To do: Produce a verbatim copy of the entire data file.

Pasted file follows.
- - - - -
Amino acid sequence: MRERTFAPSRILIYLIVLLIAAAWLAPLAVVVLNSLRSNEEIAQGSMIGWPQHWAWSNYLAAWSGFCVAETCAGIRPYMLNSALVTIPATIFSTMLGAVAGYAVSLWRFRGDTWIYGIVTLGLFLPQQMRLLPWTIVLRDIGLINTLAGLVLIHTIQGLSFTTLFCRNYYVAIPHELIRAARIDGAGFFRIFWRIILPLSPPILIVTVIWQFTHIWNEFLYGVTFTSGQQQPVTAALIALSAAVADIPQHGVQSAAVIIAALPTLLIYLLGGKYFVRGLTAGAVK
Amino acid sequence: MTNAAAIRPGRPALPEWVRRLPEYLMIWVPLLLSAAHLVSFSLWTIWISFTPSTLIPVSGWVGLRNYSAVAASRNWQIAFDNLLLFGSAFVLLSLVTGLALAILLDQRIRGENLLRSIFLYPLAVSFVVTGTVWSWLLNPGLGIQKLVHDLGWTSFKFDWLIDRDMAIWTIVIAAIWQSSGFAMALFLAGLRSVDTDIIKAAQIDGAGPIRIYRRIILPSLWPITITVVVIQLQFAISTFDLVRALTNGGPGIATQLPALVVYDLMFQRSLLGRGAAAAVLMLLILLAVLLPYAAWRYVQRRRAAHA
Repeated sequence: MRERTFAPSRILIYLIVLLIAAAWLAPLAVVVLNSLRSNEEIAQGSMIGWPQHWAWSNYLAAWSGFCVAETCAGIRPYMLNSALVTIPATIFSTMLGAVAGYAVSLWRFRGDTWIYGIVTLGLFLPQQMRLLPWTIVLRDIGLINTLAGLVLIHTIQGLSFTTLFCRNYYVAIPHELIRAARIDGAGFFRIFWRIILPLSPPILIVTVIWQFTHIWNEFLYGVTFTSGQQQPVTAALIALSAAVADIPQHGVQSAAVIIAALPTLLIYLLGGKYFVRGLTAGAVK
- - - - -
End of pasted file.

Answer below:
Amino acid sequence: MRERTFAPSRILIYLIVLLIAAAWLAPLAVVVLNSLRSNEEIAQGSMIGWPQHWAWSNYLAAWSGFCVAETCAGIRPYMLNSALVTIPATIFSTMLGAVAGYAVSLWRFRGDTWIYGIVTLGLFLPQQMRLLPWTIVLRDIGLINTLAGLVLIHTIQGLSFTTLFCRNYYVAIPHELIRAARIDGAGFFRIFWRIILPLSPPILIVTVIWQFTHIWNEFLYGVTFTSGQQQPVTAALIALSAAVADIPQHGVQSAAVIIAALPTLLIYLLGGKYFVRGLTAGAVK
Amino acid sequence: MTNAAAIRPGRPALPEWVRRLPEYLMIWVPLLLSAAHLVSFSLWTIWISFTPSTLIPVSGWVGLRNYSAVAASRNWQIAFDNLLLFGSAFVLLSLVTGLALAILLDQRIRGENLLRSIFLYPLAVSFVVTGTVWSWLLNPGLGIQKLVHDLGWTSFKFDWLIDRDMAIWTIVIAAIWQSSGFAMALFLAGLRSVDTDIIKAAQIDGAGPIRIYRRIILPSLWPITITVVVIQLQFAISTFDLVRALTNGGPGIATQLPALVVYDLMFQRSLLGRGAAAAVLMLLILLAVLLPYAAWRYVQRRRAAHA
Repeated sequence: MRERTFAPSRILIYLIVLLIAAAWLAPLAVVVLNSLRSNEEIAQGSMIGWPQHWAWSNYLAAWSGFCVAETCAGIRPYMLNSALVTIPATIFSTMLGAVAGYAVSLWRFRGDTWIYGIVTLGLFLPQQMRLLPWTIVLRDIGLINTLAGLVLIHTIQGLSFTTLFCRNYYVAIPHELIRAARIDGAGFFRIFWRIILPLSPPILIVTVIWQFTHIWNEFLYGVTFTSGQQQPVTAALIALSAAVADIPQHGVQSAAVIIAALPTLLIYLLGGKYFVRGLTAGAVK